For the first year of S-21’s existence, corpses were buried near the prison. However, by the end of 1979, cadres ran out of burial spaces, the prisoner and their family were taken to the Choeung Ek extermination centre, fifteen kilometers from Phnom Penh. There, they were killed by being battered with iron bars, pickaxes, machetes and many other makeshift weapons. After the prisoners were executed, the soldiers who had accompanied them from S-21 buried them in graves that held as few as 6 and as many as 100 bodies.
Out of an estimated 17,000 people imprisoned at Tuol Sleng, there were only twelve known survivors. Only four of them are thought to be still alive: Vann Nath, Chum Mey, Bou Meng and Chim Math, the only woman among the survivors. All three of the men were kept alive because they had skills their captors judged to be useful. Vann Nath had trained as an artist and was put to work painting pictures of Pol Pot. Many of his paintings depicting events he witnessed in Tuol Sleng are on display in the Tuol Sleng Genocide Museum today. Bou Meng, whose wife was killed in the prison, is also an artist. Chum Mey was kept alive because of his skills in repairing machinery. Chim Math was held in S-21 for 2 weeks and transferred to the nearby Prey Sar prison. She may have been spared because she was from Stoeung district in Kampong Thom where Comrade Duch was born. She was also distinguished by her provincial accent during her interrogations.
The prison had a staff of 1,720 people. Of those, approximately 300 were office staff, internal workforce and interrogators. The other 1,400 were general workers, including people who grew food for the prison. Several of these workers were children taken from the prisoner families. The chief of the prison was Khang Khek Ieu (also known as Comrade Duch), a former mathematics teacher who worked closely with Khmer Rouge leader Pol Pot. Other leading figures of S-21 were Khim Vat aka Hor (deputy chief of S-21), Peng (chief of guards), Chan (chief of the Interrogation Unit), and Pon (interrogator). Pon was the person who interrogated important people such as Keo Meas, Nay Sarann, Ho Nim, Tiv Ol, and Phok Chhay.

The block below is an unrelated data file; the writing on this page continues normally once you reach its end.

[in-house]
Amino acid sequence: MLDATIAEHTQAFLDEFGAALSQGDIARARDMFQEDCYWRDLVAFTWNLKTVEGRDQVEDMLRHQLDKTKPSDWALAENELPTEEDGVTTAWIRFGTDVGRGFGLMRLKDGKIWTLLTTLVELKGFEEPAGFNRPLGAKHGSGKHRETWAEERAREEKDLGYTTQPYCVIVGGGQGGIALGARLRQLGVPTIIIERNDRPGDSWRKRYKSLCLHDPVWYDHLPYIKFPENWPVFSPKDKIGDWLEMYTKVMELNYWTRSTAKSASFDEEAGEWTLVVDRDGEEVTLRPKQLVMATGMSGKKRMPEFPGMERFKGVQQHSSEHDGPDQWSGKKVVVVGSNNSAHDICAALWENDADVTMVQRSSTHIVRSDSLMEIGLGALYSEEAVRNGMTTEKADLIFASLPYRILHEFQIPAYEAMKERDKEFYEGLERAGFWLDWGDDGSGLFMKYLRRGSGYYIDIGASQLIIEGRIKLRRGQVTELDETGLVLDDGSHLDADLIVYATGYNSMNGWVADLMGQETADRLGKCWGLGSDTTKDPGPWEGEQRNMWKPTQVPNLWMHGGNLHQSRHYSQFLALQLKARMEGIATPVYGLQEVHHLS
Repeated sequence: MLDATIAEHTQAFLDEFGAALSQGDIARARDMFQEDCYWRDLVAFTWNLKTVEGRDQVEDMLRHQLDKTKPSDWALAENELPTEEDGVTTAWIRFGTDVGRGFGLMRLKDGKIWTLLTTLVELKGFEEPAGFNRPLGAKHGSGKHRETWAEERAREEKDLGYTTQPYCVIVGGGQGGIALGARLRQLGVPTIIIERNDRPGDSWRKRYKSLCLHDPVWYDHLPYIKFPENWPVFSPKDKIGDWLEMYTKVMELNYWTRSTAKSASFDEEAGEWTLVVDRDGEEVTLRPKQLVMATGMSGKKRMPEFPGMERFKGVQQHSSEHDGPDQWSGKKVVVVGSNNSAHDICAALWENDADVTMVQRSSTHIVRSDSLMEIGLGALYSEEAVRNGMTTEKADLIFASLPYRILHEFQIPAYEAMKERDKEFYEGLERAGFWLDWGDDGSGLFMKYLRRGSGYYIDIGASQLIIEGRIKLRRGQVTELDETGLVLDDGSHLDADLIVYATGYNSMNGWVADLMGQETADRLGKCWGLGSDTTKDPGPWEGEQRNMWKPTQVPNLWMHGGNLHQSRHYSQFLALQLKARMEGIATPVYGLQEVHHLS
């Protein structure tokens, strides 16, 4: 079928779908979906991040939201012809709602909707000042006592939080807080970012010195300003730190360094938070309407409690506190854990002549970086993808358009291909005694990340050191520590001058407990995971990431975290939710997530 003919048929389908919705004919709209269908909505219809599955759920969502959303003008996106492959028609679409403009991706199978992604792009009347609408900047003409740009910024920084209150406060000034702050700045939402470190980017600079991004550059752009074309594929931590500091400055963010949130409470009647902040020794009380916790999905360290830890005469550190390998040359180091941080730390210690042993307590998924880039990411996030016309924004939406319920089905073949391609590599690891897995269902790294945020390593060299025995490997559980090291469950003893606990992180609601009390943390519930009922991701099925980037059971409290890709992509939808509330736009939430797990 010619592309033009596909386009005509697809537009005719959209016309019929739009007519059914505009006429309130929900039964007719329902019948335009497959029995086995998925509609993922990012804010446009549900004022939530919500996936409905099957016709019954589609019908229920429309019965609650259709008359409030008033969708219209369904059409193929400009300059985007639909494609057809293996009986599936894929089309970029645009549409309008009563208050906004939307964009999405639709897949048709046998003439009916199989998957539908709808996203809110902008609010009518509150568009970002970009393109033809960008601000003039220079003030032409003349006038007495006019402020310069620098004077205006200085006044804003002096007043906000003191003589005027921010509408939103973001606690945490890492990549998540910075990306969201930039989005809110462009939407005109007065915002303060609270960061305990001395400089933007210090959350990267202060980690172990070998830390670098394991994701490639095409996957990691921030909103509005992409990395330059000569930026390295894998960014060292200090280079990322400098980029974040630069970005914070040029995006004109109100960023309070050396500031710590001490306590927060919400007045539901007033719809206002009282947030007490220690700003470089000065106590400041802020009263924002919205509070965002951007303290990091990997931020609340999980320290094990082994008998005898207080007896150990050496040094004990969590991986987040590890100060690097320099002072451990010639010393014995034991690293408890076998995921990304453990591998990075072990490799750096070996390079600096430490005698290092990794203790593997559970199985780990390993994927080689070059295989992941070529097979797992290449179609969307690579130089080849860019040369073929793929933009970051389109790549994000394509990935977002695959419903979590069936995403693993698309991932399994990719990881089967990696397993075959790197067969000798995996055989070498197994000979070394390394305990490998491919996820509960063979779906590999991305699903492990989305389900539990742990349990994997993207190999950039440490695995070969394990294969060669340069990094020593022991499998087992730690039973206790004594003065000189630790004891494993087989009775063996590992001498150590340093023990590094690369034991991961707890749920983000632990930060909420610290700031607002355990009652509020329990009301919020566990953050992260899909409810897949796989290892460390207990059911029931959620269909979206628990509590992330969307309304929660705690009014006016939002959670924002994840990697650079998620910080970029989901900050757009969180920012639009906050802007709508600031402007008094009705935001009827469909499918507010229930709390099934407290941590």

The documentation unit was responsible for transcribing tape-recorded confessions, typing the handwritten notes from prisoners’ confessions, preparing summaries of confessions, and maintaining files. In the photography sub-unit, workers took mug shots of prisoners when they arrived, pictures of prisoners who had died while in detention, and pictures of important prisoners after they were executed. Thousands of photographs have survived, but thousands are still missing.
The defense unit was the largest unit in S-21. The guards in this unit were mostly teenagers. Many guards found the unit’s strict rules hard to obey. Guards were not allowed to talk to prisoners, to learn their names, or to beat them. They were also forbidden to observe or eavesdrop on interrogations, and they were expected to obey 30 regulations, which barred them from such things as taking naps, sitting down or leaning against a wall while on duty. They had to walk, guard, and examine everything carefully. Guards who made serious mistakes were arrested, interrogated, jailed and put to death. Most of the people employed at S-21 were terrified of making mistakes and feared being tortured and killed.